Women 473 456 447 446 447 445 469
18 to 29 years 160 151 147 146 144 146 158
30 to 39 years 103 103 96 96 96 97 102
40 to 49 years 100 95 98 98 100 97 99
50 to 59 years 110 107 106 106 107 105 110
Men 212 203 198 197 197 196 210
18 to 29 years 57 55 51 51 49 49 56
30 to 39 years 56 52 49 49 50 49 56
40 to 49 years 45 45 44 44 44 44 45
50 to 59 years 54 51 54 53 54 54 53
Edoc-I 1,016 972 967 966 994 957 1,016 1,011 1,008
Women 598 578 570 569 588 565 598 595 595
60 to 69 years 301 292 286 285 292 284 301 299 299
70 to 79 years 200 192 191 191 200 188 200 199 199
80 years or more 97 94 93 93 96 93 97 97 97
Men 418 394 397 397 406 392 418 416 413
60 to 69 years 194 185 182 183 186 181 194 194 192
70 to 79 years 147 138 142 140 144 138 147 146 145
80 years or more 77 71 73 74 76 73 77 76 76

Edoc: Study of Chronic Diseases; Edoc-A: version with adults; Edoc-I: version with older adults; Total: all interviews; WC: waist circumference; HGS: hand grip strength; SAP: systemic arterial pressure; Obes: obesity; FA: functional autonomy; Depr: depression symptoms and signs

Table 3 Size of the effective sample by subsample for data from laboratory results and morbidities evaluated, according to the survey, sex and age group. 

Survey, sex and age group Total Alb TC Sc DM DLP Hb MS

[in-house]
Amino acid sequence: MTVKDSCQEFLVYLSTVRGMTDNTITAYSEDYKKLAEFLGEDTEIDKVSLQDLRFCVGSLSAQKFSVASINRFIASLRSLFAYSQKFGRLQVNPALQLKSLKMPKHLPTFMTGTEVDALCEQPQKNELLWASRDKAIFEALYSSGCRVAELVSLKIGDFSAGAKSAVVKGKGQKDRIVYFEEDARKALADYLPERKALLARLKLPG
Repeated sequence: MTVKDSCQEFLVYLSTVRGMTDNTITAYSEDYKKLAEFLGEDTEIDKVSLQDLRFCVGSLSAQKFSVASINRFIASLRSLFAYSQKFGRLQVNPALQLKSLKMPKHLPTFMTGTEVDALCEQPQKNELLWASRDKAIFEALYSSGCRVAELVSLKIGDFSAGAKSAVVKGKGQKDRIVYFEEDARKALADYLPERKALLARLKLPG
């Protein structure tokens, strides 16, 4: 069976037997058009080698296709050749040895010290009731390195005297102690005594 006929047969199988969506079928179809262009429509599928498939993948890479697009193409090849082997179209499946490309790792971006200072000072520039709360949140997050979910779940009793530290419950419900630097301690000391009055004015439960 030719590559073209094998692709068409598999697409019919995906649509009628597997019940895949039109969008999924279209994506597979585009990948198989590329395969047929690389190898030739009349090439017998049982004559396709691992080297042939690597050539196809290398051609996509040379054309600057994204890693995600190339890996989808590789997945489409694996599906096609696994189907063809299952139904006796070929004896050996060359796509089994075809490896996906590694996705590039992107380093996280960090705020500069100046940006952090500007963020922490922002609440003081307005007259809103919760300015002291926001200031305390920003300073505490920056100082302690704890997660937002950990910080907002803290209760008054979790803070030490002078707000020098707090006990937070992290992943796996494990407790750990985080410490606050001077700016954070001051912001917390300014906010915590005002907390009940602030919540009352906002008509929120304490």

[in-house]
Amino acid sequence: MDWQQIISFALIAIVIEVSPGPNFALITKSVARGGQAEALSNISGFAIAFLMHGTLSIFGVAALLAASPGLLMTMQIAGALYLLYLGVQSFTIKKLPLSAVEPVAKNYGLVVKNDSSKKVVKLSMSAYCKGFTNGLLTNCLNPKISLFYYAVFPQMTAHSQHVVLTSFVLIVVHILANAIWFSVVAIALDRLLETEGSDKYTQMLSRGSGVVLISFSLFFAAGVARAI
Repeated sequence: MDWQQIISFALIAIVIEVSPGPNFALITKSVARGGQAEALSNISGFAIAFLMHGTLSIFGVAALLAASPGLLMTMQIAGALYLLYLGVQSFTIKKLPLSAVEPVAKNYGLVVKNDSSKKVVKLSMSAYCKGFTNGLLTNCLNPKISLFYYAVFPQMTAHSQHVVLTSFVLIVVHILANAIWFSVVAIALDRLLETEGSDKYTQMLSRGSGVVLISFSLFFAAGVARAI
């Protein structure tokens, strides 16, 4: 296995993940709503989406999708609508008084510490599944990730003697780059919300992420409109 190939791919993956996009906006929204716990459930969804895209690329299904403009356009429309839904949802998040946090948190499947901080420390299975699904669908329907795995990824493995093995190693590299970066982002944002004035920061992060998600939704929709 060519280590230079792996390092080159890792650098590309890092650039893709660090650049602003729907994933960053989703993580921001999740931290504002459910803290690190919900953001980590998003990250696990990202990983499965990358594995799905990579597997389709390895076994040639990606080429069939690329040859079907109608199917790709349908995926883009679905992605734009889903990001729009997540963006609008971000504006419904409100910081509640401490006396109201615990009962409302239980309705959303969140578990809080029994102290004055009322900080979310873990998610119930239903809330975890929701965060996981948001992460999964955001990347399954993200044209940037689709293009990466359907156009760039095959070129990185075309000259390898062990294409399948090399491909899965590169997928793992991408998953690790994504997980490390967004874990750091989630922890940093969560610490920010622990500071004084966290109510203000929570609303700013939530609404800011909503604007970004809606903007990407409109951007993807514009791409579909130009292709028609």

Edoc 1,701 1,615 1,631 1,632 1,637 1,632 1,626 1,617
Women 1,071 1,018 1.029 1.029 1,035 1,030 1,026 1,018
Men 630 597 602 603 602 602 600 599
Edoc-A 685 637 649 649 651 649 649 642
Women 473 441 451 451 453 451 451 446
18 to 29 years 160 146 150 150 150 150 150 146
30 to 39 years 103 92 97 97 98 97 97 97
40 to 49 years 100 98 98 98 98 98 98 98
50 to 59 years 110 105 106 106 107 106 106 105
Men 212 196 198 198 198 198 198 196
18 to 29 years 57 51 51 51 51 51 51 50
30 to 39 years 56 49 50 50 50 50 50 49
40 to 49 years 45 44 44 44 44 44 44 44
50 to 59 years 54 52 53 53 53 53 53 53
Edoc-I 1,016 978 982 983 986 983 977 975
Women 598 577 578 578 582 579 575 572
60 to 69 years 301 288 289 289 291 290 287 288
70 to 79 years 200 196 195 195 196 195 194 192
80 years or more 97 93 94 94 95 94 94 92
Men 418 401 404 405 404 404 402 403
60 to 69 years 194 183 185 186 185 185 185 184
70 to 79 years 147 143 144 144 144 144 142 144
80 years or more 77 75 75 75 75 75 75 75

Edoc: Study of Chronic Diseases; Edoc-A: version with adults; Edoc-I: version with older adults; Total: all interviews; Alb: albumin; TC: total cholesterol; Sc: serum creatinine; DM: Diabetes mellitus; DLP: Dyslipidemia; Hb: hemoglobin; MS: metabolic syndrome

Instruments: Questionnaires and Measurement Protocols

Three semi-structured questionnaires were used for the interviews: 1) household, containing information of family, housing, sanitation and the Socioeconomic Classification9; 2) individual, specific for adults; and 3) individual, specific for older people. The last two were structured in thematic modules with socioeconomic, demographic and information about occupational exposures, life habits, health and quality of life. The questionnaire for older adults had modules relating to functional autonomy and depression.